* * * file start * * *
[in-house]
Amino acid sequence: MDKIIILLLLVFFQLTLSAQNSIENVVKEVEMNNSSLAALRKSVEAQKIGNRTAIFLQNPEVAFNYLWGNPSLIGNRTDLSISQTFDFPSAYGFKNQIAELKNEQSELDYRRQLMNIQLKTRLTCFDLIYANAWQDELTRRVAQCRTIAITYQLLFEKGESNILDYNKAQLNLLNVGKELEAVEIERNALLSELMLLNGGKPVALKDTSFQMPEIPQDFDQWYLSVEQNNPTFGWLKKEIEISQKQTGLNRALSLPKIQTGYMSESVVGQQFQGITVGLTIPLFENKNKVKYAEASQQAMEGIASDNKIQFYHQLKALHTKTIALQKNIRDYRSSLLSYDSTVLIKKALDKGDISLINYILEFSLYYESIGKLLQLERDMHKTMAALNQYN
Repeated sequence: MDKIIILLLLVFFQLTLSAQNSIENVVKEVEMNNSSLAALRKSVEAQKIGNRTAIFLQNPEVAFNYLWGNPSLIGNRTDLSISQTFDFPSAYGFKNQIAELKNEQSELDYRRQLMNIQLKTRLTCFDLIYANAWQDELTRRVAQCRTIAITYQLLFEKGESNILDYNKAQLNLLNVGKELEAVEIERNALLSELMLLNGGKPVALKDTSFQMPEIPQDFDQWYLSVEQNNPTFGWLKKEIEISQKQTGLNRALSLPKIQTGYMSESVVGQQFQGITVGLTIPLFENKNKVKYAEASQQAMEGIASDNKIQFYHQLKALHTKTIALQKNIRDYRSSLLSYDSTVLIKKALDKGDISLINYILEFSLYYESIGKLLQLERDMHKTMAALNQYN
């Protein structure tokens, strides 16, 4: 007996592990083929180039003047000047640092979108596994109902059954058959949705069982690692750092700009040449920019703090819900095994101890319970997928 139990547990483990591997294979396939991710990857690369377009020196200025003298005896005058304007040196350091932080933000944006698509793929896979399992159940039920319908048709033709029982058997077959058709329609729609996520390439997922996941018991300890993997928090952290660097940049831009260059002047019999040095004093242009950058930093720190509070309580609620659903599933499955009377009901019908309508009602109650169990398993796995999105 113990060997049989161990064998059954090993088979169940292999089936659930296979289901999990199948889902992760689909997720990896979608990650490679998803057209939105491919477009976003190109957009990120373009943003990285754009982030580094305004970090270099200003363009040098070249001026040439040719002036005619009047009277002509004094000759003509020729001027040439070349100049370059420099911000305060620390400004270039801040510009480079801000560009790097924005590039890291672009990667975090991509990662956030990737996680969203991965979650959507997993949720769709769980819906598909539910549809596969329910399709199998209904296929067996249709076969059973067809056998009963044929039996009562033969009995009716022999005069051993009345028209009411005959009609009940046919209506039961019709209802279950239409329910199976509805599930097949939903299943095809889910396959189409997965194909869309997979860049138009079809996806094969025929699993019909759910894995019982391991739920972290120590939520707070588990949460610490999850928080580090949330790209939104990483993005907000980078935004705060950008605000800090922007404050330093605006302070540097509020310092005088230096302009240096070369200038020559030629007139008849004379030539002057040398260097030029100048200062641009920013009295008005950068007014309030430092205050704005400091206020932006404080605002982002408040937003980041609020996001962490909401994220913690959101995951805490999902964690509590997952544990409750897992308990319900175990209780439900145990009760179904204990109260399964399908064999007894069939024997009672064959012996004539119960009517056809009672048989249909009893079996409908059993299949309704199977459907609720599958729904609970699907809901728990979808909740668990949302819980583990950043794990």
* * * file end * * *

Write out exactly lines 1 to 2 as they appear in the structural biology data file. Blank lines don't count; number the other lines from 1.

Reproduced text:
[in-house]
Amino acid sequence: MDKIIILLLLVFFQLTLSAQNSIENVVKEVEMNNSSLAALRKSVEAQKIGNRTAIFLQNPEVAFNYLWGNPSLIGNRTDLSISQTFDFPSAYGFKNQIAELKNEQSELDYRRQLMNIQLKTRLTCFDLIYANAWQDELTRRVAQCRTIAITYQLLFEKGESNILDYNKAQLNLLNVGKELEAVEIERNALLSELMLLNGGKPVALKDTSFQMPEIPQDFDQWYLSVEQNNPTFGWLKKEIEISQKQTGLNRALSLPKIQTGYMSESVVGQQFQGITVGLTIPLFENKNKVKYAEASQQAMEGIASDNKIQFYHQLKALHTKTIALQKNIRDYRSSLLSYDSTVLIKKALDKGDISLINYILEFSLYYESIGKLLQLERDMHKTMAALNQYN